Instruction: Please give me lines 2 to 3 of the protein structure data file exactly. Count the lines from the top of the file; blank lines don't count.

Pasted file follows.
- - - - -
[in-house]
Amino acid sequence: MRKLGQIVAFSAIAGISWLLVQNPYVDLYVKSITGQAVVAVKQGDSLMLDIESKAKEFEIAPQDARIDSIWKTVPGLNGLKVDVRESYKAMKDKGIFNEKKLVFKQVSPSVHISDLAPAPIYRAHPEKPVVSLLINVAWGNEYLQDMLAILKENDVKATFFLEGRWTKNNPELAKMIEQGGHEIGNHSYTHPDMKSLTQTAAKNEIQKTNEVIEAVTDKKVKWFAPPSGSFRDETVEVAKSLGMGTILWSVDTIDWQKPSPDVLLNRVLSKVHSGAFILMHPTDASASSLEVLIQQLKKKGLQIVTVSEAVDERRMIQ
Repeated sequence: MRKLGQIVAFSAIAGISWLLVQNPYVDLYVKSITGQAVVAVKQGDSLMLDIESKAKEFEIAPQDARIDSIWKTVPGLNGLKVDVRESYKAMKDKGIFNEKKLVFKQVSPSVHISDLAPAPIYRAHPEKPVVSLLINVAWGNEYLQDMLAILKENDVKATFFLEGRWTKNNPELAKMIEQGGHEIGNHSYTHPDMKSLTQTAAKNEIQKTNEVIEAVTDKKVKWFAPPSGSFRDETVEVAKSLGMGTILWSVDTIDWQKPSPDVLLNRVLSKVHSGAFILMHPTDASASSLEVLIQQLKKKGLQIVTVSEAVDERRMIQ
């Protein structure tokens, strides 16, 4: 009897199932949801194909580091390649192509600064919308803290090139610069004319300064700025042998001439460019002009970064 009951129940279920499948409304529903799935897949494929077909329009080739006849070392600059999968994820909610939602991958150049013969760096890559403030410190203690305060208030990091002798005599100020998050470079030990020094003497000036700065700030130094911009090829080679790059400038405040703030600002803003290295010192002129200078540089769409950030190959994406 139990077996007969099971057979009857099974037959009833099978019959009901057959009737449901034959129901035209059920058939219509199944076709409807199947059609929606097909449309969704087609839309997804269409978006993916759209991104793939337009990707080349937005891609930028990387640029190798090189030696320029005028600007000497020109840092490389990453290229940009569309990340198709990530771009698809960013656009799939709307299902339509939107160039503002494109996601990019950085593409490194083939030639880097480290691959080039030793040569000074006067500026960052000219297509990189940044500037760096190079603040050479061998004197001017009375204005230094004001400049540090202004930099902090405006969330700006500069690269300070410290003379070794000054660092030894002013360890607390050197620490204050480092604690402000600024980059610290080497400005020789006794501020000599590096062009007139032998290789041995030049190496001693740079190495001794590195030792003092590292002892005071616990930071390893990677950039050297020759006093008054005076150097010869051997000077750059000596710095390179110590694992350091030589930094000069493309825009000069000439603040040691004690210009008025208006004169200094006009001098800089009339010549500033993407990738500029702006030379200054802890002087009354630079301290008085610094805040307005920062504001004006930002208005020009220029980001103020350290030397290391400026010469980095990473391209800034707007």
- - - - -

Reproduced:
Amino acid sequence: MRKLGQIVAFSAIAGISWLLVQNPYVDLYVKSITGQAVVAVKQGDSLMLDIESKAKEFEIAPQDARIDSIWKTVPGLNGLKVDVRESYKAMKDKGIFNEKKLVFKQVSPSVHISDLAPAPIYRAHPEKPVVSLLINVAWGNEYLQDMLAILKENDVKATFFLEGRWTKNNPELAKMIEQGGHEIGNHSYTHPDMKSLTQTAAKNEIQKTNEVIEAVTDKKVKWFAPPSGSFRDETVEVAKSLGMGTILWSVDTIDWQKPSPDVLLNRVLSKVHSGAFILMHPTDASASSLEVLIQQLKKKGLQIVTVSEAVDERRMIQ
Repeated sequence: MRKLGQIVAFSAIAGISWLLVQNPYVDLYVKSITGQAVVAVKQGDSLMLDIESKAKEFEIAPQDARIDSIWKTVPGLNGLKVDVRESYKAMKDKGIFNEKKLVFKQVSPSVHISDLAPAPIYRAHPEKPVVSLLINVAWGNEYLQDMLAILKENDVKATFFLEGRWTKNNPELAKMIEQGGHEIGNHSYTHPDMKSLTQTAAKNEIQKTNEVIEAVTDKKVKWFAPPSGSFRDETVEVAKSLGMGTILWSVDTIDWQKPSPDVLLNRVLSKVHSGAFILMHPTDASASSLEVLIQQLKKKGLQIVTVSEAVDERRMIQ